Head, Platform and ‘More Disruption Please’ Ecosystem
Santosh Mohan was raised in India in a family of academicians, with the belief that “knowledge alone can take people to places where money and power cannot.” He earned a Bachelor’s Degree in Engineering and Bioinformatics in India and a Master’s in Business Management and Clinical Informatics from Duke University. Santosh leads the athenahealth ‘More Disruption Please’ ecosystem bringing together entrepreneurs, investors, clinicians and industry experts to fast-track new technologies to market and foster next generation healthcare innovators. He previously served as Digital Solutions Management Fellow at Stanford Health Care, worked on technology-enabled innovation at Cerner Corporation and Duke University Health System and crafted IT best practices at The Advisory Board Company. As former Chair of the HIMSS Innovation Committee and recipient of a HIMSS Founders Leadership Award, Santosh says, “Technology that connects doctors to patients has always been my biggest passion and personal calling.”
HIMSS: What are the most important innovations you’re seeing in digital health?
Santosh: First, I would say it’s the emerging platform economy. We’re building great momentum in health IT for openness: open source, open standards, and open APIs that can fuel and support an app economy where everybody succeeds – the app developers, the platform company, the hospitals and clinicians, and the patients. We’re beginning to see adoption of open tools to build applications as well as apps that are further engaging patients in their own care journeys. Truly open platforms invite innovators by demonstrating market opportunity and make it easy to build with and succeed – ultimately driving innovation and competition instead of stifling it.
And secondly, the onslaught of AI (artificial intelligence) and machine learning in both understanding healthcare data and extracting applicable insights from it. What excites me is the potential for taking AI and machine learning beyond the usual aspirational conversations to actually helping with important work that needs to be done today to remove burden from providers and multiply intelligence of existing data.
Using AI to automate our most time-consuming, expensive, and burdensome administrative work may not be a moonshot innovation that will blow your hair back, but this important work can change doctors’ lives, reduce overall costs of healthcare, and increase quality of care.
HIMSS: What do you see as the most pressing needs on the healthcare horizon?
Santosh: On the technical side, there is still a pressing need to continue to build interoperability and push for data liquidity – not just API connections, but a deeper level of openness to ensure data is transferred seamlessly and legibly.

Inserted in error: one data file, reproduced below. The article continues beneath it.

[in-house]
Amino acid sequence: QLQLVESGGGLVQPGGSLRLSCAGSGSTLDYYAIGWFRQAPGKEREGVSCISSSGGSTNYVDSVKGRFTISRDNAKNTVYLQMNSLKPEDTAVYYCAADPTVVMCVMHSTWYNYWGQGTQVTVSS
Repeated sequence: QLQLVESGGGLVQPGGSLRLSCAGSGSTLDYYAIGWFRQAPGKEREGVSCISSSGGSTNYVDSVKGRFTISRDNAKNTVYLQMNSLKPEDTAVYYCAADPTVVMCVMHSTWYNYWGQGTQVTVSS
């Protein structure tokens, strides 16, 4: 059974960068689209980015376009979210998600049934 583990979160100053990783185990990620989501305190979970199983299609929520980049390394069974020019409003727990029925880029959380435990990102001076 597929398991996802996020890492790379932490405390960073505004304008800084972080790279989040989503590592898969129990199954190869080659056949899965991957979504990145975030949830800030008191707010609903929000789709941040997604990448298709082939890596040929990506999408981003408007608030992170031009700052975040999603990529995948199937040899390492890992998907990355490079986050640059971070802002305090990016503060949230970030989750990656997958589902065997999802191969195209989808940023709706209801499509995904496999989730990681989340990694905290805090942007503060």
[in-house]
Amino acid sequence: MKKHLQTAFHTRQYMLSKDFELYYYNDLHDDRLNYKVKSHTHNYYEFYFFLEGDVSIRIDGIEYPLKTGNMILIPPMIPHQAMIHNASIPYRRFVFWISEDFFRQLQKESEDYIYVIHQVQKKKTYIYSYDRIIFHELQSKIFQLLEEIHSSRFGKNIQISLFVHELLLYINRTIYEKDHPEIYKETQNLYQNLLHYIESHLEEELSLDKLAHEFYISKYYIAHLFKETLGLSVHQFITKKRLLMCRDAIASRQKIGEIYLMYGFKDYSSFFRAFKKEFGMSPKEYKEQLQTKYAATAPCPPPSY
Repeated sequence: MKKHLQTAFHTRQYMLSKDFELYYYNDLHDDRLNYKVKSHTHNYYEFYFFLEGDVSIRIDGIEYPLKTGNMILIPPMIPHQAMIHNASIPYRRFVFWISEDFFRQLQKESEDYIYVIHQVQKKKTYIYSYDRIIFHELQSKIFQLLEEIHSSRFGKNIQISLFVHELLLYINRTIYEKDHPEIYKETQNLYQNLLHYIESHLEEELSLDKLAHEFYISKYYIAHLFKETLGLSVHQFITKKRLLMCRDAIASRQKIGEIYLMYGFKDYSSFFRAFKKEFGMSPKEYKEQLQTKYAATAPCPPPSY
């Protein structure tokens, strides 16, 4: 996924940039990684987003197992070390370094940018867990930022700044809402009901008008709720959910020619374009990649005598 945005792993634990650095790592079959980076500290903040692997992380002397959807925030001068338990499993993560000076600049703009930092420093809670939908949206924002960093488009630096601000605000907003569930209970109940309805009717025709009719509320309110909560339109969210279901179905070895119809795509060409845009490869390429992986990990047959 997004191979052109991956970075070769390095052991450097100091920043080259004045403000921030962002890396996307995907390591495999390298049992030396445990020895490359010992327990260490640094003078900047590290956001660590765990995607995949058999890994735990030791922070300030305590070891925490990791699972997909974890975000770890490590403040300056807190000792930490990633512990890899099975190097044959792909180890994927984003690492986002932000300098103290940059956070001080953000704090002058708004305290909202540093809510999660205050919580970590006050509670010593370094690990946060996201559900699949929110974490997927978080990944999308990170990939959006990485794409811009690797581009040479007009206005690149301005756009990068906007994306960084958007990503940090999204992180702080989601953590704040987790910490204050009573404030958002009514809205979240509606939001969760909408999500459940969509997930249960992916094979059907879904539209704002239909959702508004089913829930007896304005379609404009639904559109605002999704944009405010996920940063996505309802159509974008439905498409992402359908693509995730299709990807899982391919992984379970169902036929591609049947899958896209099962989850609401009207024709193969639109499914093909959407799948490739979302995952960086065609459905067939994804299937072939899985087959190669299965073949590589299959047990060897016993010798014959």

On the operational side, there’s a huge need to lift the sheer amount of work from the physician’s plate. "Burned out", "overworked", "run down" aren't exactly the words we should be using to describe our doctors. It’s crazy how they must tick every box and tie every order and respond to every request for authorization or payment in what’s become a very complex system, leaving them to wonder if the patient even got the care they needed.
It’s high time we have our eyes keen on bringing humanity back to the moment of care. We need to be lifting our providers and staff from their desks and enabling them to connect more deeply, more regularly, and more universally with the patients they care for. We need to tackle the root causes of physician burnout – including ensuring that organizations are equipped with the tools, resources, and latitude needed for staff to succeed.
HIMSS: For you personally, what’s the value of being on the HIMSS Innovation Committee?
Santosh: It’s very rewarding to collaborate with a team of experts to evaluate emerging technologies and use cases. We help solve some of the most daunting challenges innovators confront on their journey to build, implement, and scale innovation.
We understand how fellow innovators often feel challenged by limited resources, a risk-averse healthcare mindset, organizational silos, and difficulty transitioning ideas and projects to implementation. So, we’re always looking for proven practices to go beyond these challenges to succeed and thrive. We draw on successes and pitfalls of others as well as our own to share ideas that can work for the broader community. All this collaborative, meaningful work by the committee motivates me with a sense of purpose, satisfaction of accomplishment, and commitment to the community.
HIMSS: Any other thoughts?
Santosh: We must innovate in the open. Whether it’s tech vendors or health systems, innovation shouldn’t happen in a vacuum. Not enough good comes from the awesome work happening in pockets of siloed organizations. Healthcare’s biggest conundrums will not be solved by any point-to-point solution.
Now more than ever, we need to embrace open-ended platforms that bring together the best developers and innovators in the world—across vendors, entrepreneurs, and health organizations—to leverage our collective potential to transform healthcare and collaborate in a way that tests and speeds innovation for the industry at scale. We must demand this level of openness and rally behind the players who advance it.